Has anyone ever used or relied upon the Chase Bank home value estimator on the bank's website (www.chase.com/mortgage/mortgage-resources/home-value-estimator)? I was recently looking at a single family home on the southwest side of Chicago. Realtor and Zillow had it at $135,000 (the listing price), but the Chase Bank calculator put it at $168,000. The bank's calculator also listed other houses in the neighborhood at higher prices than either Zillow or Realtor. Is Chase using higher prices to justify larger mortgages or is it just an anomaly of how they are estimating value in one neighborhood?
All the systems have flaws and there is nothing as an actual appraisal. Even those vary. I use Zillow because it seems to be most consistent on how all my appraisals are coming back
Sounds like another tool to use. But don't count on it. For years Zillow was horrible on their estimates. It has improved a lot as their data and algorithms have both improved. My preferred way to get a good idea of a home value is to look at recently sold properties in the area. Find those with similar features to establish your own price range regarding certain properties. This is less accurate than a true sales comparison approach done by an appraiser. But potentially more accurate than a computer.
Originally posted by @John Franczyk :
Is Chase using higher prices to justify larger mortgages or is it just an anomaly of how they are estimating value in one neighborhood?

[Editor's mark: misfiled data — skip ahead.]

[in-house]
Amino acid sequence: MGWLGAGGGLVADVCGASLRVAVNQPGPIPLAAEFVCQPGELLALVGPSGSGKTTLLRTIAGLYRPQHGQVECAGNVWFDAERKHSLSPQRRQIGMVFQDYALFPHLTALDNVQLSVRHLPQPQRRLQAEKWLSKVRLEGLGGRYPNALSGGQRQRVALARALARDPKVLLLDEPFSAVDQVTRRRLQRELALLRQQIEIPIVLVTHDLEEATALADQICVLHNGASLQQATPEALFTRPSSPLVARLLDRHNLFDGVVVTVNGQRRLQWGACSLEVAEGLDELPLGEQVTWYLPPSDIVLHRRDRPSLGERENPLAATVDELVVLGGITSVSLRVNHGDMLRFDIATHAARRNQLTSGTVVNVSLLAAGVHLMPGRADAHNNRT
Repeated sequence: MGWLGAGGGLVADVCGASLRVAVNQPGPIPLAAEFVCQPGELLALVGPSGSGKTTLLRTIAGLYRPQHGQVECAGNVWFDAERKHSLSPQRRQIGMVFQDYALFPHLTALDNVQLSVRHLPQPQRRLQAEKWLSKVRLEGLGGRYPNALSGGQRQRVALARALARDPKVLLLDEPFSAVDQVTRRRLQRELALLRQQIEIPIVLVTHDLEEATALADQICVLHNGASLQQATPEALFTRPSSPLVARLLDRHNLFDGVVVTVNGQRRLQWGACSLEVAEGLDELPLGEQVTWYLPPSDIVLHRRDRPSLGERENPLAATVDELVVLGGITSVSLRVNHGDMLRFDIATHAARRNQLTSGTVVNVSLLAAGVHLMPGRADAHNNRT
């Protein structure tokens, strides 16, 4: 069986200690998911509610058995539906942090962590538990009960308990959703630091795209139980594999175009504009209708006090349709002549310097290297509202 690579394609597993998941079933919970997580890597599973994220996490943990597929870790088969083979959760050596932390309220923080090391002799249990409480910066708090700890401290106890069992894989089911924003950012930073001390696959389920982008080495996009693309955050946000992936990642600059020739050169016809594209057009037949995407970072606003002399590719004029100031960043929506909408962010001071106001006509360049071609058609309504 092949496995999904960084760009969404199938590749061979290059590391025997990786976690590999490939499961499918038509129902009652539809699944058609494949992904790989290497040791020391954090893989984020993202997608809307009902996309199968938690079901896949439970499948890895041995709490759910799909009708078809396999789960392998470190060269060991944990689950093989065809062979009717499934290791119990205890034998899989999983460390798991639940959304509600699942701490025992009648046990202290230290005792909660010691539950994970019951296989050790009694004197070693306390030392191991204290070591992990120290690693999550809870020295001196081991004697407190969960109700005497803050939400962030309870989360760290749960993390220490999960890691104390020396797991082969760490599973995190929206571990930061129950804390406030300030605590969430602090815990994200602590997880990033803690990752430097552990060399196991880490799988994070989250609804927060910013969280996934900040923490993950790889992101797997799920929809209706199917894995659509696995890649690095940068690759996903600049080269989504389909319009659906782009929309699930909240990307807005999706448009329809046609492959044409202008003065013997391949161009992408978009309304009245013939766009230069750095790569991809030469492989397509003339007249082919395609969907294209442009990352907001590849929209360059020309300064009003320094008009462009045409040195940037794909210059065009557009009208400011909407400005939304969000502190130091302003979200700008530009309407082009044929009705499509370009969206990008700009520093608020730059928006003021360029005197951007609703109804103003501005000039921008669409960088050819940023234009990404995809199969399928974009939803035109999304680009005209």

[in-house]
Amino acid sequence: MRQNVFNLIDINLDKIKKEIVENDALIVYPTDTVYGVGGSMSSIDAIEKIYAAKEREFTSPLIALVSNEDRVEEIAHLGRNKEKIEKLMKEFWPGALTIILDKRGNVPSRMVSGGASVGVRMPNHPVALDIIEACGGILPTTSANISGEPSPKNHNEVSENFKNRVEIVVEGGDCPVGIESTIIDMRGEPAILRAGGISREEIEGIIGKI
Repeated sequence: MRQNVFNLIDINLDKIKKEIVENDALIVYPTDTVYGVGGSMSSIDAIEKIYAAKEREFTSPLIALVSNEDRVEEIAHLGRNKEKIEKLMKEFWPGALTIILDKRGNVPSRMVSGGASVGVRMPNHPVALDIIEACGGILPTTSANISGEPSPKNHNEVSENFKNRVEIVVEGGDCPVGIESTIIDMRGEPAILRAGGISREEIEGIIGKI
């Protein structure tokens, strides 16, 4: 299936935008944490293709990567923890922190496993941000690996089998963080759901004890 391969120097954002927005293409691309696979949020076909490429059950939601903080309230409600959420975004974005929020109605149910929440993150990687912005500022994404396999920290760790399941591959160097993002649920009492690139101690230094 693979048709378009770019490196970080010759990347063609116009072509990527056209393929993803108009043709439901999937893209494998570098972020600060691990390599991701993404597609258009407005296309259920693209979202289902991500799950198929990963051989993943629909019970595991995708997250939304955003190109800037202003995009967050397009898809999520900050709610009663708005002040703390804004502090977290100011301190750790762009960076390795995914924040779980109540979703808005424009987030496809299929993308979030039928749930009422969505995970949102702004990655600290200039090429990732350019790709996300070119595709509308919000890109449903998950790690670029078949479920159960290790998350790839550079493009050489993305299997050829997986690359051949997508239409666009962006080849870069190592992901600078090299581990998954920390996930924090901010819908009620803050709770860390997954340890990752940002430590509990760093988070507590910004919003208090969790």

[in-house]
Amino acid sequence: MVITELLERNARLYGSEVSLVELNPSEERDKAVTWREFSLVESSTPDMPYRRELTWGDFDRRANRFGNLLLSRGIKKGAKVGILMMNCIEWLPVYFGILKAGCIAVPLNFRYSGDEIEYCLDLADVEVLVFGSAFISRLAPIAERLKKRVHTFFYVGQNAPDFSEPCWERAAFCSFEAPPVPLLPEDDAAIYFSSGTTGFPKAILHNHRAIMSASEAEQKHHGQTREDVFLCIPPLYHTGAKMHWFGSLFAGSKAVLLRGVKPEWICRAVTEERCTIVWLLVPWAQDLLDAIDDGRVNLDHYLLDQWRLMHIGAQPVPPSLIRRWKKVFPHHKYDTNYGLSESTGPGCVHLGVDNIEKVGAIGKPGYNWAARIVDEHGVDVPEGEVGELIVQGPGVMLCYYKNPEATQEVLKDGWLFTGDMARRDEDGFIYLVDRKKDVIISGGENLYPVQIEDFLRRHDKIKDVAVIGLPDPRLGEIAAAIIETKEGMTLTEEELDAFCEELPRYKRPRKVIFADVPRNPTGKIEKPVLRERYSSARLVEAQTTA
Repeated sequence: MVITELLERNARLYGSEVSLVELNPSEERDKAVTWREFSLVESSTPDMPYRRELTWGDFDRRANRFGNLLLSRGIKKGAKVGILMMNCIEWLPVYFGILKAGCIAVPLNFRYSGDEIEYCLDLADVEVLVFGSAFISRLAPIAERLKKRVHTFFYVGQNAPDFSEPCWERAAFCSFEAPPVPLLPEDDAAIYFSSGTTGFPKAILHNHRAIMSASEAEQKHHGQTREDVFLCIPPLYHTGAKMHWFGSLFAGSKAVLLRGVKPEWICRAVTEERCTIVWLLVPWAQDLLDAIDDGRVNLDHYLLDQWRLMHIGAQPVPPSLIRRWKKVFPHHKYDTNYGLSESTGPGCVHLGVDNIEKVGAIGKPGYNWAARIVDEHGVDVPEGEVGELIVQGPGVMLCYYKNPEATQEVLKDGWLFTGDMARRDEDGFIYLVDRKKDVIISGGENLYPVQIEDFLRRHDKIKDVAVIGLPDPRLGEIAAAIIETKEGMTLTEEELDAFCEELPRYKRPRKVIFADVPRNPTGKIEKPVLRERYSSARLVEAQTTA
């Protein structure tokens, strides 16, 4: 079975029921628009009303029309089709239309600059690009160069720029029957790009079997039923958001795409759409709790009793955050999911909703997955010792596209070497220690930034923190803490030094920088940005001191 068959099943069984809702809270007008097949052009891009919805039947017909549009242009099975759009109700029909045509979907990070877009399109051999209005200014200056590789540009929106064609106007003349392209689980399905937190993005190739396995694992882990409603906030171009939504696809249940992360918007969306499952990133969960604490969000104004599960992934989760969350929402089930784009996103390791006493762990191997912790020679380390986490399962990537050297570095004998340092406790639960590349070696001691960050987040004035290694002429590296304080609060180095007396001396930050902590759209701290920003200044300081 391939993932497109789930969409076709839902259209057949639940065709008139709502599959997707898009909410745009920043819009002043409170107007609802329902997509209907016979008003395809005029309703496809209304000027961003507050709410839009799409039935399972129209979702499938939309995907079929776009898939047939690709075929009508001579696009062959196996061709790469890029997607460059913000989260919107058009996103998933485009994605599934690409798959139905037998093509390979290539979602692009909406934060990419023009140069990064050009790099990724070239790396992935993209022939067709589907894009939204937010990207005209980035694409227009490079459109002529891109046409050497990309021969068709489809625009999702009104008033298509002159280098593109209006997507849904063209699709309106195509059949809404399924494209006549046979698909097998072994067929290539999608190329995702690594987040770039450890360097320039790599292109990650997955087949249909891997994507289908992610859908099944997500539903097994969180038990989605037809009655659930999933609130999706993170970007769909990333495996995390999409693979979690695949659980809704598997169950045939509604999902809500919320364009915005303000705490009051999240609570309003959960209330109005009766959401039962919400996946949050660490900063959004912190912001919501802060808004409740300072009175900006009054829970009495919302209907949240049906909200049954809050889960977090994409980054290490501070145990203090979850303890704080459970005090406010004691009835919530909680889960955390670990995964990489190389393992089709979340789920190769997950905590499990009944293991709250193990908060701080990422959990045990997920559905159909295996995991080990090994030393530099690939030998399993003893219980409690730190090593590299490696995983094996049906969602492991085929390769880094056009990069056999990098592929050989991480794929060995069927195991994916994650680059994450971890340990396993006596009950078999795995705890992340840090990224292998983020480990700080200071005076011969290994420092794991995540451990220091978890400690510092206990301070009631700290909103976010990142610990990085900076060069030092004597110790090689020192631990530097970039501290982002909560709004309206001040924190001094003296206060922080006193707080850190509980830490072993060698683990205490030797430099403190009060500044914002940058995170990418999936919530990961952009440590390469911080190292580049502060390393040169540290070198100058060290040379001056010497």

No, but close. They are using higher alleged values to drum up refinances, which require actual appraisals most of the time. Because borrowers pay for appraisals, not lenders, it's not skin off of Chase's back to get a bunch of people excited about refinancing to drop mortgage insurance.
- Some folks, randomly, it'll turn out that the appraisal comes in high enough to drop mortgage insurance. Great!
- Most folks, if it turns out the appraisal is short and they only have 15% equity, not 20%, will still move forward with the refinance because the 85% LTV PMI will be so much cheaper than the 95% LTV PMI they have from when they purchased it with 5% down.
- Similarly most folks, if it turns out the cash out refinance comes in lower than expected and they can only pull $50k out instead of $65k, will also still move forward with the cash out refinance transaction.
- The majority of the time, overall, the appraisal will come in short. But you the borrower paid for the appraisal, not Chase, so what does Chase care?
Either way, the goal is to bring refinance business in the door at as low a price point as possible. I don't know if this is specifically the case with Chase, but some banks and credit unions have subsidiary appraisal management companies collecting that appraisal fee, so that would be even better for the bank if that is the case.
The other garbage estimator websites, like Zillow or Redfin, do the same stuff, but are aimed at bringing business in the door for their primary customers -- real estate agents (you, the person reading this, are the product being sold). Maybe in Neighborhood A more business comes in the door by estimating high, and maybe in Neighborhood B more business comes in the door by estimating low. Great, adjust the model accordingly. Or maybe all the customers (Agents) tell the garbage estimator website they will pay more for listings than they will for buyers in this neighborhood, so just estimate everything high & put my picture/phone/email next to that garbage number and giant "Are You The Owner?" question.